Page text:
This movie was released in 2006, a mere five years after the attacks of September 11 2001. After it was released questions of “How will America respond?” began to surface.
Both Paul Greengrass’s United 93 and Oliver Stone’s World Trade Center do not dig for meanings and metaphors surrounding the events but return to the literal. Both films represent a return to the immediate experience of September 11 2001 in New York City and much of the film directed by Stone takes place at ground zero. Stone’s sensibility is one of visual grandeur and sweeps emotion and heightened, overwrought drama.
Stone’s movies are known for being detailed to the core and that is exactly what he achieves with World Trade Centre. Following the attacks of September 11 2001, other dramas involving the attacks and these included nuances as the event and its aftermath were pulled into the murky, angry swirl of American politics. Stone manages to avoid this territory.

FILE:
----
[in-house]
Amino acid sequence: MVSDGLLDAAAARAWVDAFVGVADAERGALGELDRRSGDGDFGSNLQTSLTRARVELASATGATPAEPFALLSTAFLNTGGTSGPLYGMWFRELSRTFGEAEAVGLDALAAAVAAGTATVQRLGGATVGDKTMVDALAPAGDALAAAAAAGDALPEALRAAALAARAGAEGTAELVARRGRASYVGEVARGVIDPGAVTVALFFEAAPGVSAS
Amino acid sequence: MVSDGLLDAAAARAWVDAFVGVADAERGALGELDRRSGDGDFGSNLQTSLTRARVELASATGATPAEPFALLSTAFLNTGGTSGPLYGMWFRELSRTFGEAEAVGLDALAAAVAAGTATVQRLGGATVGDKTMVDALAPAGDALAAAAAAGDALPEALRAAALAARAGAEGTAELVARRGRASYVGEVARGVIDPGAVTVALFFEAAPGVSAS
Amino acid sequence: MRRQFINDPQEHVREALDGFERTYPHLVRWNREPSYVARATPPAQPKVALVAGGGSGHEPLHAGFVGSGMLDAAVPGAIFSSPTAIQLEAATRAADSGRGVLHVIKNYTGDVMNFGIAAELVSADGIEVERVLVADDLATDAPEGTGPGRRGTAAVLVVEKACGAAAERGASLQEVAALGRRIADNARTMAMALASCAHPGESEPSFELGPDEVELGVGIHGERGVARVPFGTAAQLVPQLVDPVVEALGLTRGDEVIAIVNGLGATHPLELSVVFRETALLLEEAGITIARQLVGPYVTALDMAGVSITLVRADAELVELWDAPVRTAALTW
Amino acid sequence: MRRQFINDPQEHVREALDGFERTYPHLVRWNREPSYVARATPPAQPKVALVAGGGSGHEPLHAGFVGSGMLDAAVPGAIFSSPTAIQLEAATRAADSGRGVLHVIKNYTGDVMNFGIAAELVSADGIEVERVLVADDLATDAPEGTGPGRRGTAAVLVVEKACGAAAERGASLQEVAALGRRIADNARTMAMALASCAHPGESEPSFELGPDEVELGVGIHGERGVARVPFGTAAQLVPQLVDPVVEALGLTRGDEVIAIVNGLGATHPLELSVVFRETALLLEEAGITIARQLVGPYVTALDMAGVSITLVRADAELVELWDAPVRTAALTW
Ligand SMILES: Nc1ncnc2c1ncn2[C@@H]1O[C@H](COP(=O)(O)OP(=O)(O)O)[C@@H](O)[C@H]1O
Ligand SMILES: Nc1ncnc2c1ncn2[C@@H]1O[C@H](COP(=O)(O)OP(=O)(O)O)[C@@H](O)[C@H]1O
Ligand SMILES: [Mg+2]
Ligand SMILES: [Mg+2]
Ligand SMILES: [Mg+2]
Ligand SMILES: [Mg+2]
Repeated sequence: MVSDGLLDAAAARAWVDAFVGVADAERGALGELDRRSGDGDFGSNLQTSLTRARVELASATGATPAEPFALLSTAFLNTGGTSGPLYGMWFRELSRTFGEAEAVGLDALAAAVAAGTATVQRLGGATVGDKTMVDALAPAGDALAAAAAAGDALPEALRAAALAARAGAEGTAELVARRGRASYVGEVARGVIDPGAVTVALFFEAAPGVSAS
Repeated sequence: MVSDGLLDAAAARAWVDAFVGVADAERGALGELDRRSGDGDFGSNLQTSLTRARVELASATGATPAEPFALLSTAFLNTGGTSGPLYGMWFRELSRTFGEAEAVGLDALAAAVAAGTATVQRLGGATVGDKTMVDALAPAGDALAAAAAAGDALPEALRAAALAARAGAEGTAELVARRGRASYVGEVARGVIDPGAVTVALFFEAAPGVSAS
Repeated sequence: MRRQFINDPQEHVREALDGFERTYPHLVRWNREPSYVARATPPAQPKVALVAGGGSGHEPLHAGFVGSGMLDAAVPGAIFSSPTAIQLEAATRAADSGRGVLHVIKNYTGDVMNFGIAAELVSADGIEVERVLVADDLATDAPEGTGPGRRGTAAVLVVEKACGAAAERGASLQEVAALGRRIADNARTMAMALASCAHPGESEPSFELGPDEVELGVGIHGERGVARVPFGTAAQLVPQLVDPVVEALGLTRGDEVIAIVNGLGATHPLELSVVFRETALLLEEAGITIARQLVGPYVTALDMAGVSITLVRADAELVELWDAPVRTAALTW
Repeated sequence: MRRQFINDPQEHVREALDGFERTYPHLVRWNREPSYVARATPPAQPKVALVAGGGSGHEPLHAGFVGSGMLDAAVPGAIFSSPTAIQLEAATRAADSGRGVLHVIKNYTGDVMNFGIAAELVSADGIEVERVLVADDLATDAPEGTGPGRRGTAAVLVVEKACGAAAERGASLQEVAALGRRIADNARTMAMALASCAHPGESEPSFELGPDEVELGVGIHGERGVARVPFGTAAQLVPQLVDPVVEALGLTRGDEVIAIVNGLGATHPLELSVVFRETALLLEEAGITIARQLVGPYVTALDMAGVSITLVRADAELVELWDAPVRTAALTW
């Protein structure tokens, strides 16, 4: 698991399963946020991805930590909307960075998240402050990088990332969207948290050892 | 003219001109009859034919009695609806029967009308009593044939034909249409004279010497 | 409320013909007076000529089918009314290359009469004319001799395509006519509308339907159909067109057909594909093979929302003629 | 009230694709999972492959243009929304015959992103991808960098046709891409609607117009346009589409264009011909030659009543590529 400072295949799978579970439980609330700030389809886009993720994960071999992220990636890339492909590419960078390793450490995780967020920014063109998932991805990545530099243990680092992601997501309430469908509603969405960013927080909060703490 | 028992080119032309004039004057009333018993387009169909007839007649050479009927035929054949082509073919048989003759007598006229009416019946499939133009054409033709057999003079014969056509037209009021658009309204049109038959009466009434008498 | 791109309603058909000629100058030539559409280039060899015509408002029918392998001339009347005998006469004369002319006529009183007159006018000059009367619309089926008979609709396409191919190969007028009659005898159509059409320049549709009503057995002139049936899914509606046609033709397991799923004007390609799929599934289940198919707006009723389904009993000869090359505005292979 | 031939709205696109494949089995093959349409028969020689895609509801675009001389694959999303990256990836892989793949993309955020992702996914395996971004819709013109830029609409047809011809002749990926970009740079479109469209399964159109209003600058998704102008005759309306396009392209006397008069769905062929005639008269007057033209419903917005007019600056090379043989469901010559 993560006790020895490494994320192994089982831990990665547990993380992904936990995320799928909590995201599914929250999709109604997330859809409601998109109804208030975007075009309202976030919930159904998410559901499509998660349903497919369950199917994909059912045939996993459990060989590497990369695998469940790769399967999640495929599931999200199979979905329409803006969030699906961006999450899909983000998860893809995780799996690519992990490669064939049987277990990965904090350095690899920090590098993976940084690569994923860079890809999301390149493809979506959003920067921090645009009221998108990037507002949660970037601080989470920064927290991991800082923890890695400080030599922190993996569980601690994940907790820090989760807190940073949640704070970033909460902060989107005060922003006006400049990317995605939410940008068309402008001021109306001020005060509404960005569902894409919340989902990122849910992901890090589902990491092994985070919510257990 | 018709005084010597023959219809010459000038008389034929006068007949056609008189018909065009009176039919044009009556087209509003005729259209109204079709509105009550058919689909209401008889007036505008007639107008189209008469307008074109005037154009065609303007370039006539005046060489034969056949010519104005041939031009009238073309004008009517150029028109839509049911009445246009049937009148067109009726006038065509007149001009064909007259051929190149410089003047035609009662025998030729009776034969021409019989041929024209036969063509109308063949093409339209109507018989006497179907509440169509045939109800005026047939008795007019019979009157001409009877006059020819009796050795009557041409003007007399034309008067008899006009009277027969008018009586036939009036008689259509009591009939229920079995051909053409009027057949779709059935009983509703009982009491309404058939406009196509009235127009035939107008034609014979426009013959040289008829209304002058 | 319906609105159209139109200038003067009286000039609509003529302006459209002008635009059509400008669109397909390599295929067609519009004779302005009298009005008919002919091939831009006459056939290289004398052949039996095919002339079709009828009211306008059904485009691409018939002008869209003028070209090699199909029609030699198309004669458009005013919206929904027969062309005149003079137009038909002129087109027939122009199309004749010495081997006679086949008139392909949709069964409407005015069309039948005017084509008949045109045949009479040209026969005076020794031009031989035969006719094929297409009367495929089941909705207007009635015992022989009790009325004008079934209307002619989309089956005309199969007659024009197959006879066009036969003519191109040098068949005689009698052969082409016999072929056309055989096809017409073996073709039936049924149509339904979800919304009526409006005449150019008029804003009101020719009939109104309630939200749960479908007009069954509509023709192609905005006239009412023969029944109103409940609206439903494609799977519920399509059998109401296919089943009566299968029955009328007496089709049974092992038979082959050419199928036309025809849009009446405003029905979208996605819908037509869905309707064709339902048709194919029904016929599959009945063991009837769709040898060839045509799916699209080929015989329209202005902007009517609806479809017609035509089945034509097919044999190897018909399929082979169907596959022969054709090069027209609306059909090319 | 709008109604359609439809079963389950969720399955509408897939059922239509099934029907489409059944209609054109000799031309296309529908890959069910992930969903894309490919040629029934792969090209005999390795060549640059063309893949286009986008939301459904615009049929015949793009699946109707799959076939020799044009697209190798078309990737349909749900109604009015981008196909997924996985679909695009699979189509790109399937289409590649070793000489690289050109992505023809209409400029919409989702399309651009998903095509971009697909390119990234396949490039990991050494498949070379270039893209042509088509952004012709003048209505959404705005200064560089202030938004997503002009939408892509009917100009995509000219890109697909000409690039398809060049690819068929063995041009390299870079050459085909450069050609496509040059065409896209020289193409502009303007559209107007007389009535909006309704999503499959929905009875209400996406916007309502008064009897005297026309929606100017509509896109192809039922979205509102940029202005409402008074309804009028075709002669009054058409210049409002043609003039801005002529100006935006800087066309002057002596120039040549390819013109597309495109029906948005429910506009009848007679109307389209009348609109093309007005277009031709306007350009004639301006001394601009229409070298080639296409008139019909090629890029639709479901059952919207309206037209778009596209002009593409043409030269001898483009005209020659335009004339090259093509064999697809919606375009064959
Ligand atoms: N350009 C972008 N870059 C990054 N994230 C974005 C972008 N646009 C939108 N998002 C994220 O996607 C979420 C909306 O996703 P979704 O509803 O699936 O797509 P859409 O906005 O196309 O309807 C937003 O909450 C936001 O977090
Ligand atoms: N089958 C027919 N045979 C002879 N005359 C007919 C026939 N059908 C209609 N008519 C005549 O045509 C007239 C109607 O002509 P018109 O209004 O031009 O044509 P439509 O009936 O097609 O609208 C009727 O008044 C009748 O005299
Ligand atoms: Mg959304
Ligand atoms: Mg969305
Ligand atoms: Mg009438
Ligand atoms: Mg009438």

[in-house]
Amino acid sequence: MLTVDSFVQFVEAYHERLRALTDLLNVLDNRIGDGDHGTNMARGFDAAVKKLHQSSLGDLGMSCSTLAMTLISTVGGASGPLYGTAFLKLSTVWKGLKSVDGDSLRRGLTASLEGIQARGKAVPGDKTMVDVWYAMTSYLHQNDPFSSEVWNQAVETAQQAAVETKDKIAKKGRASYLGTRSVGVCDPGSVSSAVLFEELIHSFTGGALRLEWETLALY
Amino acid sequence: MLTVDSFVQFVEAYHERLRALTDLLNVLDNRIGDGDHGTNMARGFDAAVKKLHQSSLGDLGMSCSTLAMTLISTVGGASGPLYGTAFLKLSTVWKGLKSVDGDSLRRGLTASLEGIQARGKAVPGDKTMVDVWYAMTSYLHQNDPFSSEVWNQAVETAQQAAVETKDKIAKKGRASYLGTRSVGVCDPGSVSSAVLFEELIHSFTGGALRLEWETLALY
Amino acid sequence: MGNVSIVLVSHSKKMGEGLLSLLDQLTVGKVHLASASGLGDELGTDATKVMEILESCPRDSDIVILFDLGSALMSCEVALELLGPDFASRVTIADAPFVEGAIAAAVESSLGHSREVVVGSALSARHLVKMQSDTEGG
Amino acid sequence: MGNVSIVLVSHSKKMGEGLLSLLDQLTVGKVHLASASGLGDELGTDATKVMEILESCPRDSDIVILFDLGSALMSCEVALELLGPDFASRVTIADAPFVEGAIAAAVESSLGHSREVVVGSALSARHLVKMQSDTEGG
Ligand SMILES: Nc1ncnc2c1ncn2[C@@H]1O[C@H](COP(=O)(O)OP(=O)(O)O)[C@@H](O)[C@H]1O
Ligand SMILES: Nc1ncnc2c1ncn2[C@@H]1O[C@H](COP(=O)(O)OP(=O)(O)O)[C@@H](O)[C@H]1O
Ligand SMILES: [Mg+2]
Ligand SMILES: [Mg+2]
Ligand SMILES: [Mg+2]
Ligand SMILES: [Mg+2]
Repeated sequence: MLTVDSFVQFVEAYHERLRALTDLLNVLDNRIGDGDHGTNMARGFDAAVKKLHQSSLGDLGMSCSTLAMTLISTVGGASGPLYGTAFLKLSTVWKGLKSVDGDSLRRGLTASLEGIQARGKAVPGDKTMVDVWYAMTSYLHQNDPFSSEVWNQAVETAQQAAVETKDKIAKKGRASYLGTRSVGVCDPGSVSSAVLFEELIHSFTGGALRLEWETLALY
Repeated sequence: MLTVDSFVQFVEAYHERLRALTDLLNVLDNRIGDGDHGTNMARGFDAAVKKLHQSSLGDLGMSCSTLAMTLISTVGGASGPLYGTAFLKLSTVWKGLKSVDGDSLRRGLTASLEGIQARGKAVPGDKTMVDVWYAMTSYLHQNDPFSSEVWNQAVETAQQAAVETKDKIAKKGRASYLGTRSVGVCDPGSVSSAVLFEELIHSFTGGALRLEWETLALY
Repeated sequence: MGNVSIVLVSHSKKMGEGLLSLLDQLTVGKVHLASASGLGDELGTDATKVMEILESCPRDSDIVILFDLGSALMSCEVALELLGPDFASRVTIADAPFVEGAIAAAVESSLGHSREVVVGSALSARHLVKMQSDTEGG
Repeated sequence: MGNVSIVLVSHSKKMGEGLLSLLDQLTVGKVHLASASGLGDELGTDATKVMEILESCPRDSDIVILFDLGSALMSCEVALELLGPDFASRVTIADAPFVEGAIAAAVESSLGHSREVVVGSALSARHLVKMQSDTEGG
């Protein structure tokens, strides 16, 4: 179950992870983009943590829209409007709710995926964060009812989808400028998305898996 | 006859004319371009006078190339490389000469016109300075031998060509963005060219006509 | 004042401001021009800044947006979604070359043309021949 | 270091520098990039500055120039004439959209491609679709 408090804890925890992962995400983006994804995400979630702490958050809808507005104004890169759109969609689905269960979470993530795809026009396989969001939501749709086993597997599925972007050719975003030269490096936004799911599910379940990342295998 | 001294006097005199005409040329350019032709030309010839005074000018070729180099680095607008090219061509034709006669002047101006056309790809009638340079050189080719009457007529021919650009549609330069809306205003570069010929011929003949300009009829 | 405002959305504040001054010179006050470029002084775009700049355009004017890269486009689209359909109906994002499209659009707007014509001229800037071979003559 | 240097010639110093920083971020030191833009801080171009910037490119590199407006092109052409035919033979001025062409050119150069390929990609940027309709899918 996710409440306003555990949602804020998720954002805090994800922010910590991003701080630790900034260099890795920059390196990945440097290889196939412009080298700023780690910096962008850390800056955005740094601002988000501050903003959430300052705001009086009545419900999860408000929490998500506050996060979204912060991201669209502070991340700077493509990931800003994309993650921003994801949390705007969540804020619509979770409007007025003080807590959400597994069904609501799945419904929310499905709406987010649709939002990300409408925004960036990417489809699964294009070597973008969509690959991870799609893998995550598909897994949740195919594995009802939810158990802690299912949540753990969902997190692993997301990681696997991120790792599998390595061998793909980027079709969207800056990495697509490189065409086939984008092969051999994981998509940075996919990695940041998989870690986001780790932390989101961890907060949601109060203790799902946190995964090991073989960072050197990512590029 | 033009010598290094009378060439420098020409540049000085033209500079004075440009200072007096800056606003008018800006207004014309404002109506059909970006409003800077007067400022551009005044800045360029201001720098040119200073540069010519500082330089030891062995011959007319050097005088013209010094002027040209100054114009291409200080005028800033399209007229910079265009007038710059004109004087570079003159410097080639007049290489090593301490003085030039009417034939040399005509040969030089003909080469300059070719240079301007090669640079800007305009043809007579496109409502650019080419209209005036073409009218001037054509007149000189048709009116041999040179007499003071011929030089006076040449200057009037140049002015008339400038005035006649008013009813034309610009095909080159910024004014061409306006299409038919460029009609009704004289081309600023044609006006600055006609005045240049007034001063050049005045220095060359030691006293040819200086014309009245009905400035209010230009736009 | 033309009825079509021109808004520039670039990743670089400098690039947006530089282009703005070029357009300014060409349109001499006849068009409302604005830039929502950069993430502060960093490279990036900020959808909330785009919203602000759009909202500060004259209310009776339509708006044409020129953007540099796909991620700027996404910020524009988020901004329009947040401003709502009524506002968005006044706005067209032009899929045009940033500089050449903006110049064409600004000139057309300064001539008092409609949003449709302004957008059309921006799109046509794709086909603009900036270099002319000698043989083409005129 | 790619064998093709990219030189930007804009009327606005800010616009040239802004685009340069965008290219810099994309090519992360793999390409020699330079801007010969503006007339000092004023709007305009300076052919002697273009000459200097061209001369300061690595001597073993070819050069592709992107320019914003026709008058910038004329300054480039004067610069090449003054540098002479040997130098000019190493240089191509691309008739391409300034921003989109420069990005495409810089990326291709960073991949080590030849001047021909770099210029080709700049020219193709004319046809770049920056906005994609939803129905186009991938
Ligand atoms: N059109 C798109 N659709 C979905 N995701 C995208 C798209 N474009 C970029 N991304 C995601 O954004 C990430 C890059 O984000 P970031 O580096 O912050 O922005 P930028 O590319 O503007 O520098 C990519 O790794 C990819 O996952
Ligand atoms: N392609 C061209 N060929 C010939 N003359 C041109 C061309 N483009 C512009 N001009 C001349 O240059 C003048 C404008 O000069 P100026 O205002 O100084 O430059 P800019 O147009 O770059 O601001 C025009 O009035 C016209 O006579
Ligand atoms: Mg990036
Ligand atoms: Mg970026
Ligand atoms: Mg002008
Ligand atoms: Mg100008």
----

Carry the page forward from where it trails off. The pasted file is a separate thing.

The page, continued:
This film is not suitable for young kids and may also not be appropriate for sensitive viewers and teenagers. It includes explicit images of the towers collapsing and features recreations of Ground Zero, the air filled with smoke and dust and fires burning.
During the early stages, you see a body falling from the tower. Family members of victims are tense and sad, some argue, a woman cries about her lost son, a pregnant woman vomits and characters use harsh language.